NEW YORK (Reuters) - New York is creating the nation’s first statewide system of courtrooms aimed at helping people escape lives of prostitution, which the law treats as a crime, but the state’s chief judge on Wednesday described as akin to “modern-day slavery.”
The effort, modeled on three pilot courts that have been in operation in Manhattan, Queens and Nassau County for several years, will reach nearly 95 percent of all defendants charged with prostitution and related offenses statewide, New York State Chief Judge Jonathan Lippman said.
It is part of an emerging consensus among criminal justice experts that prostitution is often a matter of coercion rather than choice, he said.
“It is in every sense a form of modern-day slavery,” Lippman said at a forum hosted by the Citizens Crime Commission in New York City. “We have come to recognize that the vast majority of children and adults charged with prostitution offenses are commercially exploited or at risk of exploitation.”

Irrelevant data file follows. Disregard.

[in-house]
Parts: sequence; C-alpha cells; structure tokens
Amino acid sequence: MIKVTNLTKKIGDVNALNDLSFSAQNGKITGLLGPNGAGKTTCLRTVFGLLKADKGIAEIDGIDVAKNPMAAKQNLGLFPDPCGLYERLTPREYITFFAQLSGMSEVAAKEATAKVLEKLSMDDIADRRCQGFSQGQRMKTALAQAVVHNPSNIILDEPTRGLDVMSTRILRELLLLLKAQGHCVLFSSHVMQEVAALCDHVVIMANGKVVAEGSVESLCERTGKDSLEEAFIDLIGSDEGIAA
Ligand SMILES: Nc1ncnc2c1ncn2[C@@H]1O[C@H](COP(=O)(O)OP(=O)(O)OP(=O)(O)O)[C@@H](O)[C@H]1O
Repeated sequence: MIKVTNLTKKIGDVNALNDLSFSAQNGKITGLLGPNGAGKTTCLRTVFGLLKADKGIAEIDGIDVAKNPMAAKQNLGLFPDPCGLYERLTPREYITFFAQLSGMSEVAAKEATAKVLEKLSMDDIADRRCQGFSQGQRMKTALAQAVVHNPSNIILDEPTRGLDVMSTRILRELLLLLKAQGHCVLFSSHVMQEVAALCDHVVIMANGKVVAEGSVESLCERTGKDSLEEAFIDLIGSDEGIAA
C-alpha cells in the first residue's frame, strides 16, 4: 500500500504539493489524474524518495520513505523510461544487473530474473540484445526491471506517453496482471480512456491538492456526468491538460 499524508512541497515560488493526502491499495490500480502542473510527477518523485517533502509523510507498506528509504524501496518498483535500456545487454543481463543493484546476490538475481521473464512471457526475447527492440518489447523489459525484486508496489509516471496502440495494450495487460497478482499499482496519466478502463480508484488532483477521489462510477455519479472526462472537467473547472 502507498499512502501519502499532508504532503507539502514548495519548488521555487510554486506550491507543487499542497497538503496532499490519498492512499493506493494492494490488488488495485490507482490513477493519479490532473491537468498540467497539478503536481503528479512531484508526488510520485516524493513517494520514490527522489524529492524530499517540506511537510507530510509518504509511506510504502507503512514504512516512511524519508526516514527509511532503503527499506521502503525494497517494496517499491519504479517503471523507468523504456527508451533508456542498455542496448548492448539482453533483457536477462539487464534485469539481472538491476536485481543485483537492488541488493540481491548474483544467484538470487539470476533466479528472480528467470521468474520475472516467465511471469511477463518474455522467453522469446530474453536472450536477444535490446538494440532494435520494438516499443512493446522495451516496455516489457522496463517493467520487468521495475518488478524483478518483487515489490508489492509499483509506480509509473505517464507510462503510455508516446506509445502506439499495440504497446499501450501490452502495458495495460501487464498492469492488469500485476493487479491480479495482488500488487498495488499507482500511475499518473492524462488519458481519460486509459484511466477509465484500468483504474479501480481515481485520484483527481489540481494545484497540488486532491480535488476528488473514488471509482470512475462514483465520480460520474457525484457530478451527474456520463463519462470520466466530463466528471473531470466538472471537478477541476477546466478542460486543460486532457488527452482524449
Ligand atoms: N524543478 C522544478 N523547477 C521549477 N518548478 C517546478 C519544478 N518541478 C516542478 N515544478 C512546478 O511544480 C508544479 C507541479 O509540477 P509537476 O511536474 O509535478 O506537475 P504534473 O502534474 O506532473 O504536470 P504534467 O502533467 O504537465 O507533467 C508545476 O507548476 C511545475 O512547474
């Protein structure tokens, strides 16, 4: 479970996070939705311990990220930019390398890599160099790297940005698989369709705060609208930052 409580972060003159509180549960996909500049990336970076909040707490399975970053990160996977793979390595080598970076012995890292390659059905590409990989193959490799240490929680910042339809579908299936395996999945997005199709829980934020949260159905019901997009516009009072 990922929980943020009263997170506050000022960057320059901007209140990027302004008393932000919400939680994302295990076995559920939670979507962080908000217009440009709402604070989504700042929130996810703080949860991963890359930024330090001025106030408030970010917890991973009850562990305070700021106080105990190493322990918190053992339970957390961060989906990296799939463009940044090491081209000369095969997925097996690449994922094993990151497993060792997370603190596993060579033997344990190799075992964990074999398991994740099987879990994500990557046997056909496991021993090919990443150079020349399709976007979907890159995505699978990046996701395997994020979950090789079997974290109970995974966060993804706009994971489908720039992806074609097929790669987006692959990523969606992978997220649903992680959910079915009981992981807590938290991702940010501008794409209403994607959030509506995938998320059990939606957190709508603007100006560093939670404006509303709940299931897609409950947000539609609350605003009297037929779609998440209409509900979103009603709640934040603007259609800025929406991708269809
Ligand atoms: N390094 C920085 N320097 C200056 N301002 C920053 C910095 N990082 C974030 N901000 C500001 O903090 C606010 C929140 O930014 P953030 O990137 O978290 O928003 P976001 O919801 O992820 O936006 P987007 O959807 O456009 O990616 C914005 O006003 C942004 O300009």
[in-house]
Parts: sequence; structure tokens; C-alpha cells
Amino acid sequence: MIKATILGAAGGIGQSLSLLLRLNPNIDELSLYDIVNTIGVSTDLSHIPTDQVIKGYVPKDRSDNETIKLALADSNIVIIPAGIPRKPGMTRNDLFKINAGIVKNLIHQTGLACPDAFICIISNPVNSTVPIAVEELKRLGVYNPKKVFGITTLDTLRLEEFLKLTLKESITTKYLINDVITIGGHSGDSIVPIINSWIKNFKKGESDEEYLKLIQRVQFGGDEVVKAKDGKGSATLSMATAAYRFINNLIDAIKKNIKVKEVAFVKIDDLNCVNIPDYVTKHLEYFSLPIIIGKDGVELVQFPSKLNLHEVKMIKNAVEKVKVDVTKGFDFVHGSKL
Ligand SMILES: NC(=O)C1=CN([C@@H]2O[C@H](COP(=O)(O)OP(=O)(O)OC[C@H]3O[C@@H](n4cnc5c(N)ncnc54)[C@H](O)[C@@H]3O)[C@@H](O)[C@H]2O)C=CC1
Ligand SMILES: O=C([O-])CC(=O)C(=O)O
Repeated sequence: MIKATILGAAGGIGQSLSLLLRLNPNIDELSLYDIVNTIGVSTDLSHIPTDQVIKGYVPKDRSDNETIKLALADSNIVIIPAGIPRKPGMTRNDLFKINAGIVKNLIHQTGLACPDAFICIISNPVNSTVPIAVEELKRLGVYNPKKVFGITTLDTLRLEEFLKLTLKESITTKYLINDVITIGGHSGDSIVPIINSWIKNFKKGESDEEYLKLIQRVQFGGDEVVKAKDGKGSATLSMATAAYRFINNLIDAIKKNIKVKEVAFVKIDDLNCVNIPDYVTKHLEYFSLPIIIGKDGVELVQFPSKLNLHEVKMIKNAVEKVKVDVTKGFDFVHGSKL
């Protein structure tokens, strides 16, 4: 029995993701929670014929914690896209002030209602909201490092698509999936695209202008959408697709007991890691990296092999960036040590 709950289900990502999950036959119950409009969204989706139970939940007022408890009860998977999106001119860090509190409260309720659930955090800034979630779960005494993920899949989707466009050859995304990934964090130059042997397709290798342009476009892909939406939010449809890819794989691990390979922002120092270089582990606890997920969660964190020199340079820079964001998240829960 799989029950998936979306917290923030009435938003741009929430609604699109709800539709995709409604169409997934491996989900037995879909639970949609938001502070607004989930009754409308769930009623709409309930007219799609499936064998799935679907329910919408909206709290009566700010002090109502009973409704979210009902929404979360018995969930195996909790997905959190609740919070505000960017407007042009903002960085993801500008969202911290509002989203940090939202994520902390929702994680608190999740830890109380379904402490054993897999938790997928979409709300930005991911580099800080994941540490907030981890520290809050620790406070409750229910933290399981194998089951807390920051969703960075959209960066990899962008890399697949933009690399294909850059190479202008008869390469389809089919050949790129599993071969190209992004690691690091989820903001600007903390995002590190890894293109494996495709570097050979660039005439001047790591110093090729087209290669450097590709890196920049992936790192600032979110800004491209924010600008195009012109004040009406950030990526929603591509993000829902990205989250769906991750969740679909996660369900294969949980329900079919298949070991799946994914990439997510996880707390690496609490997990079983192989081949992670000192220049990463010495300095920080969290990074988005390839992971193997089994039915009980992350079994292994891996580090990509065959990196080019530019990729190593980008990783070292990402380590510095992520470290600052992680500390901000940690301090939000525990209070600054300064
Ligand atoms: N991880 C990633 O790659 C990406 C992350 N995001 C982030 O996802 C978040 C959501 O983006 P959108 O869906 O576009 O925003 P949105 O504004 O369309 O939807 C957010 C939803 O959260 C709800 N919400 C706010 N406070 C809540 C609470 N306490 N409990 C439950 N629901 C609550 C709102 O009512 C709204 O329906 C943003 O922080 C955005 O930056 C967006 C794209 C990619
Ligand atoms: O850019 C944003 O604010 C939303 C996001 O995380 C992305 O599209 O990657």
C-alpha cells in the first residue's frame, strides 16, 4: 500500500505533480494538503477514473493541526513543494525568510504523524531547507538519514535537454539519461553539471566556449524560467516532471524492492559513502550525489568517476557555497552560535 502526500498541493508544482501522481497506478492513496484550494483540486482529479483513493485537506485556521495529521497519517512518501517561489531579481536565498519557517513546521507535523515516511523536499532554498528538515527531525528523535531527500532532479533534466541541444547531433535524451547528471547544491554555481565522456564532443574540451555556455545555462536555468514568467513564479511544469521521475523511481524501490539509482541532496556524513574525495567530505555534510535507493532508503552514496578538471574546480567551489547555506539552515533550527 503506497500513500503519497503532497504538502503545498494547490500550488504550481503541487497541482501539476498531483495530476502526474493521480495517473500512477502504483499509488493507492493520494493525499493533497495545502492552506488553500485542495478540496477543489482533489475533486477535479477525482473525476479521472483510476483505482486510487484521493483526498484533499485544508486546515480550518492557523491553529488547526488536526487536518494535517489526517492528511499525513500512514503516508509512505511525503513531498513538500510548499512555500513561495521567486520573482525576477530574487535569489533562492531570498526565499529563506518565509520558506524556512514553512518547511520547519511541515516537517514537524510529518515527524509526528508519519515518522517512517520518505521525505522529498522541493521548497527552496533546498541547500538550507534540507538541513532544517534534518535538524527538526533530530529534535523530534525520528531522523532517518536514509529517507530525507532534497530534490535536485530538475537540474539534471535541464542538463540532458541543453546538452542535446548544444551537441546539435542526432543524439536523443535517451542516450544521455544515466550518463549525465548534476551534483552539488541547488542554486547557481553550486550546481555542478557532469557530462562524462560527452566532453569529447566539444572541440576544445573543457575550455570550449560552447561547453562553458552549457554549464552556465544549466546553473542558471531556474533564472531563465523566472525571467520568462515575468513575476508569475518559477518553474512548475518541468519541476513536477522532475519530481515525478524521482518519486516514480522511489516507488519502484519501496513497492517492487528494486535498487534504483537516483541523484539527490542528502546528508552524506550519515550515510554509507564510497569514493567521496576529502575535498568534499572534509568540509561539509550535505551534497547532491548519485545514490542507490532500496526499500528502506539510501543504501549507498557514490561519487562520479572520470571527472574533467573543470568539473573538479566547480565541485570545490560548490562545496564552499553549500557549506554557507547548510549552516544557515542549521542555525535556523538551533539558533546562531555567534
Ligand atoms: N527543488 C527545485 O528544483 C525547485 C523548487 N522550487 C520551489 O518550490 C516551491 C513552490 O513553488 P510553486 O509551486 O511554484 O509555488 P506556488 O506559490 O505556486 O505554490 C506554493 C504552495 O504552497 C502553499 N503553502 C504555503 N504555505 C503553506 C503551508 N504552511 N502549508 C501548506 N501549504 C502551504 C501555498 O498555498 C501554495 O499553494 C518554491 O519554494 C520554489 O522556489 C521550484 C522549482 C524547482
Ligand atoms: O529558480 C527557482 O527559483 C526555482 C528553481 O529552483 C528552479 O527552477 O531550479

By the end of October, 11 human trafficking intervention courts will be operating throughout the state. Some 3,700 defendants were charged in New York State with prostitution and related crimes last year.
Every prostitution case not resolved at arraignment via a guilty plea or dismissal will be transferred to the special courts, where judges will determine with prosecutors and defense attorneys whether individual defendants are in need of services.
The courts will link defendants with shelters, healthcare and drug treatment services, job training, education and other resources, and charges will be dismissed or reduced based on compliance with court-directed programs.
In recent years, New York has passed a series of laws aimed at shifting the focus of prosecutions from sex workers to the pimps that employ them and the johns that hire them.
The state created the crime of sex trafficking in 2007, giving prosecutors a new tool to go after those who profit from prostitution. The legislature also passed a law allowing prostitution defendants under the age of 18 to enter into diversion programs and avoid jail time.
The average age that sex workers first enter the industry in the U.S. is 12 to 14, Lippman said.
Reporting by Joseph Ax; Editing by Scott Malone and Leslie Gevirtz